, ) ( , ) ( , ) (
2
0
2 2
2
2
2 2 2
2 2 2 2 7
2 2 4 4 2 2
2 2 2 2 2 2 6
2 2 5
2 2 2 2 2 2 4
3
2 2 2 1 0

=

+ + + =
+ + + + +
+ + + =
+ + =
+ + + =
=
+ = = =
n
k
k n k k n k k
n
n n
D D D D C D D
D
D
D
D
D
D D D
(63)
13 The Lie-Integrator and the Hnon-Heiles System 61
The expressions for ) (
i
D and ) (
i
D , where n i , 1 = , can be obtained easily:

. ) ( ) (
, ) ( ) (
1
1
=
=
+
+
i i
i i
D D
D D
(64)
Now the equations of motion of the Hnon-Heiles system can be integrated
numerically with the Lie-integrator method (up to order n; see Pl and Sli 2007).

LIE4: Using (62)(64), the numerical solutions (56)(59) of the Hnon-
Heiles system (50) with the initial conditions (51) are:

,
24
)) ( 2 4 6 (
6
)) ( 2 (
2
) 2 ( ) (
4
2 2
3 2

+ + + +
+

+ +

+ + = + x


,
24
)) ( 2 ) ( 2 ) ( 3 (
6
)) ( 2 (
2
) ( ) (
4
2 2 2 2 2 2
3 2
2 2

+ + + +
+

+

+ + + = + y


,
24
) 12 ) 5 ( 2 ) ( 10 (
6
)) ( 2
4 6 (
2
)) ( 2 ( ) 2 ( ) (
4
2 2
3
2 2
2

+ + + + +

+ +
+ + +

+ + + = + u


.
24
) 12 ) 5 ( 2 ) ( 10 (
6
)) ( 2 ) ( 2
) ( 3 (
2
)) ( 2 ( ) ( ) (
4
2 2
3
2 2 2 2
2 2
2
2 2

+ + +

+ +
+ + +

+ + + = + v

(65)

RK4: The numerical solutions of the Hnon-Heiles system (50), with the
notation
) 1 (
y x = ,
) 2 (
y y = ,
) 3 (
y x = ,
) 4 (
y y = and initial conditions
) (
0
j
y , 4 , 1 = j ,
are:
Iharka SZCS-CSILLIK 14 62

,
, , 0 , 4 , 1 , ) 2 2 (
6
1
1
) (
4
) (
3
) (
2
) (
1
) ( ) (
1
h t t
n i j k k k k h y y
i i
j j j j j
i
j
i
+ =
= = + + + + =
+
+
(66)
where
) , (
) ( ) (
1
j
i i
j
y t f k = , (67)
|
.
|

\
|
+ + = h k y h t f k
j j
i i
j ) (
1
) ( ) (
2
2
1
,
2
1
, (68)
|
.
|

\
|
+ + = h k y h t f k
j j
i i
j ) (
2
) ( ) (
3
2
1
,
2
1
, (69)
) , (
) (
3
) ( ) (
4
h k y h t f k
j j
i i
j
+ + = . (70)

SI4 (Csillik 2004): Using the system of equations (50)(51) (notation:
1
q x = ,
2
q y = ,
1
p x = ,
2
p y = ), equations (44) for the Hnon-Heiles system are:

, ) ) ( ) ( (
, ) 2 (
,
,
2
2
2
1 2
1
2 2
2 1 1
1
1 1
1
2
1
2 2
1
1
1
1 1
j j j
j
j j
j j j
j
j j
j
j
j j
j
j
j j
q q q d q p
q q q d q p
p c q q
p c q q
+ =
+ =
+ =
+ =



4 , 1 = j , (71)
where the values of the coefficients ) , (
j j
d c are given by (45).
A surface of section (SOS), also called a Poincar section (see, e.g., Rasband
1990), is a way of presenting a trajectory in an n-dimensional phase space in an
(n1)-dimensional space. By picking one phase element constant (in our Hnon-
Heiles system case: 0 = x ) and plotting the values of the other elements, each time
the chosen element has the desired value, an intersection surface is obtained. The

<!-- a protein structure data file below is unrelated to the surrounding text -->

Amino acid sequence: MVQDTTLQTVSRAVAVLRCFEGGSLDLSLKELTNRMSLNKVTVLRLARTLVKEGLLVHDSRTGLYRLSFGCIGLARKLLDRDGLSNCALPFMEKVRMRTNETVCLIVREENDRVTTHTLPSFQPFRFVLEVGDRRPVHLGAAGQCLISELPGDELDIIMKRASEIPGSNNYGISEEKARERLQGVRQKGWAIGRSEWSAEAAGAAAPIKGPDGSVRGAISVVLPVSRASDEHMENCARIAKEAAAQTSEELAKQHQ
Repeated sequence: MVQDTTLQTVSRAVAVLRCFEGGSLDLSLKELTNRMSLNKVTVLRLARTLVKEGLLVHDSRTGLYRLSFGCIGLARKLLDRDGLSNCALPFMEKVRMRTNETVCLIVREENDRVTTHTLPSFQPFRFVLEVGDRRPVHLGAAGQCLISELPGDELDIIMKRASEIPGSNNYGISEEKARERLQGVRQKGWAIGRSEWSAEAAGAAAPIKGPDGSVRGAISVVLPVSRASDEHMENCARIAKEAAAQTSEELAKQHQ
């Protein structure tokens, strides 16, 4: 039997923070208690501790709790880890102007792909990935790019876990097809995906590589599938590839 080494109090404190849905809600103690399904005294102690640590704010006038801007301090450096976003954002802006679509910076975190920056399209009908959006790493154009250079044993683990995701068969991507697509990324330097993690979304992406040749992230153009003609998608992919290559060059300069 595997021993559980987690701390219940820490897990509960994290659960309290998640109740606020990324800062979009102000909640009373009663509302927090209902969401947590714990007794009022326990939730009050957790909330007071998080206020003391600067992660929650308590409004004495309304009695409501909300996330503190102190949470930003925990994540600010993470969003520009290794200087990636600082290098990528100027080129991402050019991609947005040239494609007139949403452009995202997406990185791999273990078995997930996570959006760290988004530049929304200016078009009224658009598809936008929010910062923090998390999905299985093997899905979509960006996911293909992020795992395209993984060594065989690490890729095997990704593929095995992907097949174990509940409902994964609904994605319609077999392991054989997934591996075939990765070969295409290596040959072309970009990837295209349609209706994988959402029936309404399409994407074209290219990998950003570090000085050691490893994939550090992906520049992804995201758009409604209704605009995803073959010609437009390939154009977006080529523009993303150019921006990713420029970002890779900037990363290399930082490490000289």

surfaces of section for the Hnon-Heiles equation (49) with energy 8 / 1 = E ,
plotting ) (t y versus ) (t y at values where 0 ) ( = t x , are presented in Fig. 1 (using
RK4 integrator), in Fig. 2 (using SI4 integrator), and in Fig. 3 (using LIE4
integrator). All three integrators are made with MATLAB and MAPLE (Baker 1981;
Lynch 2000; Moler 2004).
15 The Lie-Integrator and the Hnon-Heiles System 63

Fig. 1 Poincar section of the Hnon-Heiles equation (49) using RK4 integrator.


Fig. 2 Poincar section of the Hnon-Heiles equation (49) using SI4 integrator.
A Poincar map can be interpreted as a discrete dynamical system with a
state space of codimension 1 with respect to the original continuous dynamical
system. Because it preserves many properties of periodic and quasiperiodic orbits
of the original system and has a lower dimensional state space it is often used for
analyzing the original system. In practice this is not always possible as there is no
general method to construct a Poincar map. The Hnon-Heiles system was used to
study the motion of stars in a galaxy, because the path of a star projected onto a
Iharka SZCS-CSILLIK 16 64
plane looks like a tangled mess and the Poincar map shows the structure more
clearly. Comparing Figs. 1, 2 and 3, one can see that Fig. 3 with LIE4 integrator
has more details.


Fig. 3 Poincar section of the Hnon-Heiles equation (49) using LIE4 integrator.
5. CONCLUSIONS
The Lie-integrator method appears to be very effective as compared with
other numerical integrators of differential equations. The solution written in the
power series expansions of the independent variable can be slightly different for
every step. The Lie-integrator method (LIE4) is quite precise and fast, as has been
shown in our comparative test computations with the Runge-Kutta (RK4) and
symplectic integrators (SI4). Symplectic integrators are very effective when
eccentricities are small; the Lie-integrator is a better choice in studies such as this
one, where very large eccentricity orbits are explored (Pl and Sli 2007). The
convergence of the Lie-integrator can be regarded as a kind of a symplectic
integrator, which conserves the integrals of motion. The desired accuracy can be
fixed and controlled by two different parameters: the time step and the number of
Lie-terms. The only disadvantage is that the derivation of recurrence in the Lie-
terms may nevertheless lead to very lengthy expressions when the right-hand sides
are complicated and lengthy themselves (Dvorak et al. 2005). The Lie integrator is
17 The Lie-Integrator and the Hnon-Heiles System 65
straightforward and comprehensible in its construction; it allows an easy handling.
So, the method is very well suited for the calculation of orbits in celestial
mechanics. Many practical differential equations evolve on a Lie group; it
preserves the geometry of the configuration space.
Acknowledgments. Valuable comments of Dr. Vasile Mioc are duly acknowledged.
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Received on 15 August 2009